Courtesy Photo
Father Vincent Joseph, pastor of Holy Spirit Parish in Monongah, blesses a mosaic of SS. Peter and Paul at the church Dec. 8.

By Joyce Bibey
MONONGAH—The rededication of a mosaic at Holy Spirit Parish in Monongah has many meanings.
The colorful artwork was rededicated Dec. 8 by Father Vincent Joseph, pastor, to the Sisters Auxiliaries of the Apostolate Society and the alumni of the former SS. Peter and Paul School in Marion County. The mosaic is now featured on an exterior wall of the church.
It has significant importance, acknowledging the history of the region and also the saints known as the pillars of the church.
The mosaic was originally dedicated in 1955 for the school and chapel.
At that time, it was inset in an archway above the entrance doors to SS. Peter and Paul School and Chapel. The saints, who are depicted in the art as conversing, greeted the students, staff, and visitors each day.
The colorful portrayal of the school’s namesake illustrates the importance of two most notable saints in the Catholic faith. Saint Peter is holding keys, representing the keys to heaven; while Saint Paul is holding a sword, representative of the saints’ martyrdom and his fierce devotion to Jesus as one of the greatest missionaries of the faith.
When the building was torn down in 2011 the alumni of the school made it a priority to save the intricate artwork. They had the help of Sister Ellen Dunn, O.P., and Diocese of Wheeling-Charleston Building and Properties Director John Reardon.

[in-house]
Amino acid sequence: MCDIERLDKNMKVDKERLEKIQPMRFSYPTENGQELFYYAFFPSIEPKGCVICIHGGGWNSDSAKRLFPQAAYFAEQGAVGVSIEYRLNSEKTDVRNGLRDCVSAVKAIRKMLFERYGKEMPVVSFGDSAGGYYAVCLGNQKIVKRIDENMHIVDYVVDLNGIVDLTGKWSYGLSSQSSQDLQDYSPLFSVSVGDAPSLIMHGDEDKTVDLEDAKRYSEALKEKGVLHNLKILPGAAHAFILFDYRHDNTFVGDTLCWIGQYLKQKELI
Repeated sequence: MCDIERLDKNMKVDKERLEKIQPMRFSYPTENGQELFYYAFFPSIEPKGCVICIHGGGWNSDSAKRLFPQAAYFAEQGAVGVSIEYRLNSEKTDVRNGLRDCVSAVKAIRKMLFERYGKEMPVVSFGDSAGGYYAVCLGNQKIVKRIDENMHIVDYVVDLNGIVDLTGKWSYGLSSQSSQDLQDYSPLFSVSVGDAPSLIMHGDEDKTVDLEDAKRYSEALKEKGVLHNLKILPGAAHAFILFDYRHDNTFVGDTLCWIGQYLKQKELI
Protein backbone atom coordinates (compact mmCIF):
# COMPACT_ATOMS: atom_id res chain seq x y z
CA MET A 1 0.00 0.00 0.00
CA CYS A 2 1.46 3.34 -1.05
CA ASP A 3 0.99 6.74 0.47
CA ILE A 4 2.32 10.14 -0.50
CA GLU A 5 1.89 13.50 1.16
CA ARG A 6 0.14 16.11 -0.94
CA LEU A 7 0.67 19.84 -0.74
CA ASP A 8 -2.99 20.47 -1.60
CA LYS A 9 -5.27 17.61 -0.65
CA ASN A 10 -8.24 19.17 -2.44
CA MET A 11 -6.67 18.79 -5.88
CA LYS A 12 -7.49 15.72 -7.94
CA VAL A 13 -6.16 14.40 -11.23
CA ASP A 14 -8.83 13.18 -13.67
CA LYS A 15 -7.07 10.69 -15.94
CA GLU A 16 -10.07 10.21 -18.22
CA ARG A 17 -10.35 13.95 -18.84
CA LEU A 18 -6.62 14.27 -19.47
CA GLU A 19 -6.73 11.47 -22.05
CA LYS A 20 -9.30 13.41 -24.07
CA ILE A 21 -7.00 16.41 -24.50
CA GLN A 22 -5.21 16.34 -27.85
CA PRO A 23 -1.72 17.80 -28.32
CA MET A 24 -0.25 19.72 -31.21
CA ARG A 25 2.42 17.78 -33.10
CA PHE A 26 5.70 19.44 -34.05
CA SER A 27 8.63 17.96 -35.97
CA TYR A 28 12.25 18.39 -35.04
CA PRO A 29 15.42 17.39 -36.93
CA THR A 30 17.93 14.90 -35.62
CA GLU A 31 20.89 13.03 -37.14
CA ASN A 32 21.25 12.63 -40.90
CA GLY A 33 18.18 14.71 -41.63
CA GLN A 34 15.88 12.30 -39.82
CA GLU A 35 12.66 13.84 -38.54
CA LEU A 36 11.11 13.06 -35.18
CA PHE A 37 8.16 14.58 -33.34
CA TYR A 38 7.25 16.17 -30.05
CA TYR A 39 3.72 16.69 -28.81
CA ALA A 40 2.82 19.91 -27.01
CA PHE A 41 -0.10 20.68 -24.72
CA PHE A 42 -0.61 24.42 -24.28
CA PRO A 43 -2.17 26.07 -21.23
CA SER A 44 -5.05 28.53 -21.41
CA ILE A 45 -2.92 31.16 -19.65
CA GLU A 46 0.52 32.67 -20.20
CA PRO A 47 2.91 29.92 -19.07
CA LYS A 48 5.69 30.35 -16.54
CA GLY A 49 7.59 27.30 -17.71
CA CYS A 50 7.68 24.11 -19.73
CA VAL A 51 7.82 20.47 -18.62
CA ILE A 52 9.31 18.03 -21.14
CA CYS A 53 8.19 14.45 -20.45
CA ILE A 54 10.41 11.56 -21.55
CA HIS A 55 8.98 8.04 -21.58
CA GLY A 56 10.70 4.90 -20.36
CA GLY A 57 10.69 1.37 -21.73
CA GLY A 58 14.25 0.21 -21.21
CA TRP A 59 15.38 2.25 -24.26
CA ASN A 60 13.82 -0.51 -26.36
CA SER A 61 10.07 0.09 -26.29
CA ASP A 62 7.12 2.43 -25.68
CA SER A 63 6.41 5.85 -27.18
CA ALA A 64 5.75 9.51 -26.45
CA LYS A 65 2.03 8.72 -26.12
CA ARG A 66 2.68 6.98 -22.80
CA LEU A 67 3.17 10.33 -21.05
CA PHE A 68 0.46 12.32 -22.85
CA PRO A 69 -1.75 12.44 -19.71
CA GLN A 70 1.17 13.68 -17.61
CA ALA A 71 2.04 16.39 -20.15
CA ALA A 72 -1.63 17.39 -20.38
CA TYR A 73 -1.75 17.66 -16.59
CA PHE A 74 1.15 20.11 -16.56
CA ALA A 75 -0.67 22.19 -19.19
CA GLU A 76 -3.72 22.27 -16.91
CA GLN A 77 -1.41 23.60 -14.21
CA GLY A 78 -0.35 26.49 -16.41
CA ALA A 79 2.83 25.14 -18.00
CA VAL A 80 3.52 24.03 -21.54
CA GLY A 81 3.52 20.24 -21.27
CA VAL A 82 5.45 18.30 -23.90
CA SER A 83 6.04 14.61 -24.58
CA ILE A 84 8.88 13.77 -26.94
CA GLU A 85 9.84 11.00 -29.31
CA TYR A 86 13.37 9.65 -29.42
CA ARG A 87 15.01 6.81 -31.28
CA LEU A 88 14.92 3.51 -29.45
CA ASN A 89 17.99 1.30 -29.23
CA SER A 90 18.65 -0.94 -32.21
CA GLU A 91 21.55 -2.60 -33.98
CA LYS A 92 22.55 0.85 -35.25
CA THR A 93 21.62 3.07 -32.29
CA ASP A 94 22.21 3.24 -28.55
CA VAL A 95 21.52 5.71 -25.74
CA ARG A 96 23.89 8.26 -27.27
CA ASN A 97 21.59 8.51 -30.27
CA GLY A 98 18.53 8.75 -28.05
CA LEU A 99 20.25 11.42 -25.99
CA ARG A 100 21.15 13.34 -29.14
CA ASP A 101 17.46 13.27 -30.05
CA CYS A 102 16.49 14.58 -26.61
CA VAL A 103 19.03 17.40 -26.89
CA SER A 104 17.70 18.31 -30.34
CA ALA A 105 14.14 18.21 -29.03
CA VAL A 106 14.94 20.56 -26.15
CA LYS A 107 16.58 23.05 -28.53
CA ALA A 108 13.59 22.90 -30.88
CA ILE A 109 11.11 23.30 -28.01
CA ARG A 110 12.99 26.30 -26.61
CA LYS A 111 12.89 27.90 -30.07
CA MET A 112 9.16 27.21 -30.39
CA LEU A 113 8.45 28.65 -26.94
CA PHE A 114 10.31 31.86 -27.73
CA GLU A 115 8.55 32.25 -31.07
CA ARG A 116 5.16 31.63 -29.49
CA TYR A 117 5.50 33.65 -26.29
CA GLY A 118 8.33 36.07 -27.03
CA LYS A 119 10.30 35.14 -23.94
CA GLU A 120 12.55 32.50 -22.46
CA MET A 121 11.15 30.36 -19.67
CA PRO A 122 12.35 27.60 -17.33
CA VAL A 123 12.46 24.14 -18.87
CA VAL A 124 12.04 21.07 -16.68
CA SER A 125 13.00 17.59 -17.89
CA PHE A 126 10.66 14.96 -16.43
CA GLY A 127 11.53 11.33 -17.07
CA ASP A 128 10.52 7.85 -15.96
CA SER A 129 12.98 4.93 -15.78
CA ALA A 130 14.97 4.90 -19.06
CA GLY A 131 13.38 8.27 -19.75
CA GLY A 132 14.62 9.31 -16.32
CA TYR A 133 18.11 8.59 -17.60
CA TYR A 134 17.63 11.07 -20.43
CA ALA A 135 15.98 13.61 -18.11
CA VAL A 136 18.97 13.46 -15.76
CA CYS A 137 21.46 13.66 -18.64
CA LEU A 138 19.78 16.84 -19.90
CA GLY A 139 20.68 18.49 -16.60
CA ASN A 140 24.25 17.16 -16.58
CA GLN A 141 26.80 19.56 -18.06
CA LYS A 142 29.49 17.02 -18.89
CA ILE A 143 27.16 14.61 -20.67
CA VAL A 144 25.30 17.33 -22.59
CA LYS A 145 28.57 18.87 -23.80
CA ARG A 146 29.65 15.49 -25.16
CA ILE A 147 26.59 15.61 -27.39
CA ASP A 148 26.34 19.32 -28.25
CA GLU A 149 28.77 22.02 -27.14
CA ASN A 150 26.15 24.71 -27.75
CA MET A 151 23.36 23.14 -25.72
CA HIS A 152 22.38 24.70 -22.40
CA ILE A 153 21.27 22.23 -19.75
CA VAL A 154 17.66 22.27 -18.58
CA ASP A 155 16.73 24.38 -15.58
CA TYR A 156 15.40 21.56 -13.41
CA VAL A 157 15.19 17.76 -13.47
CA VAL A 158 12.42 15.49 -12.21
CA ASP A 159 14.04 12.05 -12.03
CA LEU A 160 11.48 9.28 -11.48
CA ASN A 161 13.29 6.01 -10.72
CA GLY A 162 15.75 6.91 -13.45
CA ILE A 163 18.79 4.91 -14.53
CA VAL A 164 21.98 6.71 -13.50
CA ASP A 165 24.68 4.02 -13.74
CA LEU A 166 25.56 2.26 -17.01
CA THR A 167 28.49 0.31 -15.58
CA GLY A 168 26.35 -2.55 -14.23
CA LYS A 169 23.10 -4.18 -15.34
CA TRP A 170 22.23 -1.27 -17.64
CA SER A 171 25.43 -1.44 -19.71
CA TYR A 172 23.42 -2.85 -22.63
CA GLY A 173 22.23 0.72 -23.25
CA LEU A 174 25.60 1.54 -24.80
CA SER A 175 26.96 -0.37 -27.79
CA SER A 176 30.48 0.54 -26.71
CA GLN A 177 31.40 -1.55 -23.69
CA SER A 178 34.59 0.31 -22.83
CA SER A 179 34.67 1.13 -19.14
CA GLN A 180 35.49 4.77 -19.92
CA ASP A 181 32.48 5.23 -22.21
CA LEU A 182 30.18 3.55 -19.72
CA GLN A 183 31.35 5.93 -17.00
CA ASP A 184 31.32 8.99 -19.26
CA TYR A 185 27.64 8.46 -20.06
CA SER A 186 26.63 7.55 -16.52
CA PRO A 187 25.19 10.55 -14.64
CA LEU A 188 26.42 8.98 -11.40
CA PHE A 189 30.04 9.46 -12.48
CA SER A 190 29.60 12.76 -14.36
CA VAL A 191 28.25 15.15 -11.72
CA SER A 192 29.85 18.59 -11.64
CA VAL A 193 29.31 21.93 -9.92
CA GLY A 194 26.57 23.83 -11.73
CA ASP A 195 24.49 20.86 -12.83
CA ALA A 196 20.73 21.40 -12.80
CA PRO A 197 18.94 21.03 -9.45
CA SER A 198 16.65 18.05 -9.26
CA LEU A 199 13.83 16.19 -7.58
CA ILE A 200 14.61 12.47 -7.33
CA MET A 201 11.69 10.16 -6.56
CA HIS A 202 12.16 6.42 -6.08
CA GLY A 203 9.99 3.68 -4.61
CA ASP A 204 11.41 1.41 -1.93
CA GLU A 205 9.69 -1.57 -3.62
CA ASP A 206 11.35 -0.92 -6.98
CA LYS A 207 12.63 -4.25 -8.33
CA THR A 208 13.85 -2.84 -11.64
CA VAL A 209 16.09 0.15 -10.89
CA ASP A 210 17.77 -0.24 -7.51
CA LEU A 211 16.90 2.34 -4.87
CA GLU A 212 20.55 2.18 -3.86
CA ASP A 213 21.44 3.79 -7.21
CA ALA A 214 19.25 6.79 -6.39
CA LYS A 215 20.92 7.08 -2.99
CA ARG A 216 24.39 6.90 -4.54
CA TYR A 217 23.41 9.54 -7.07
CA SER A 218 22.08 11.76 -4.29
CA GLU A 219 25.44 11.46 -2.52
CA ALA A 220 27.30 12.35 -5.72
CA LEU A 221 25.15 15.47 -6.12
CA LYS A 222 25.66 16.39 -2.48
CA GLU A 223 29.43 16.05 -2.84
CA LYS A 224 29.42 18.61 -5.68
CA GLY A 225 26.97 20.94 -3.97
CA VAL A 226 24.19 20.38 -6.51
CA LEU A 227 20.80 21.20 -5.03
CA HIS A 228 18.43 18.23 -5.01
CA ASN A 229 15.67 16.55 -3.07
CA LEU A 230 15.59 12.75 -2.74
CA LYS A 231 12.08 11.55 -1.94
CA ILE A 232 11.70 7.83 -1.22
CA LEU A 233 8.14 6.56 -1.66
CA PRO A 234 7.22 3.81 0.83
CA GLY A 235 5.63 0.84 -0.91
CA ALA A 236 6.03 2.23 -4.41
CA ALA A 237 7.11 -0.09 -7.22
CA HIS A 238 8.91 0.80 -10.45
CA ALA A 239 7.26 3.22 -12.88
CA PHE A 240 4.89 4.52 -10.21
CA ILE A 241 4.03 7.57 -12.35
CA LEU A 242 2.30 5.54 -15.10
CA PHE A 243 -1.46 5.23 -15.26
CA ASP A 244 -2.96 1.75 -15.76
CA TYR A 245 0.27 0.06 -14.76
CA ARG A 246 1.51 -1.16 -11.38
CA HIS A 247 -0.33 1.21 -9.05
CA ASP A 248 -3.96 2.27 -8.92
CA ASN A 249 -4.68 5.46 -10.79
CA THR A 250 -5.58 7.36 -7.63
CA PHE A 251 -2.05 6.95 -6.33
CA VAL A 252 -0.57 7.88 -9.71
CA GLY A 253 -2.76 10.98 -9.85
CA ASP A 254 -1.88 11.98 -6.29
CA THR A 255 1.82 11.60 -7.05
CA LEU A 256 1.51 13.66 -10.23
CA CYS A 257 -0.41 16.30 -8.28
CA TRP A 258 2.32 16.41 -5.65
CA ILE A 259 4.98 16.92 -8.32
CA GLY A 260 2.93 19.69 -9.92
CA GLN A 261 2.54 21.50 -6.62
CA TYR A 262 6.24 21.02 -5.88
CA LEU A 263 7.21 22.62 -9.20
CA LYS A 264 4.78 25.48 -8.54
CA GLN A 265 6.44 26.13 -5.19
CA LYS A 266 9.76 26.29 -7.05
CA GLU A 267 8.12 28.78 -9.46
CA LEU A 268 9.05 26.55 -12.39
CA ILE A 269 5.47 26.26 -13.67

The rededication acknowledges the tremendous allegiance and commitment of the Sisters Auxiliaries of the Apostolate Society, who once operated the school, and the congregation’s important relief and support role for the families of Marion County and beyond.
The Roman Catholic sisters came to West Virginia in 1910. They were devoted to educating youth and helping the less fortunate. That task was great upon their arrival to the area. Marion County had been devastated by the 1907 mining explosion that took more than 350 lives. National Geographic notes the Monongah Mining Disaster remains the worst mining accident in U.S. history. Historical records estimate the disaster left 250 widows and more than 1,000 children fatherless.
The sisters stayed devoted to those families and their descendants for more than a century, remaining in existence in the Monongah area until the passing of its last member, Sister Mary Stephens Reynolds in 2012.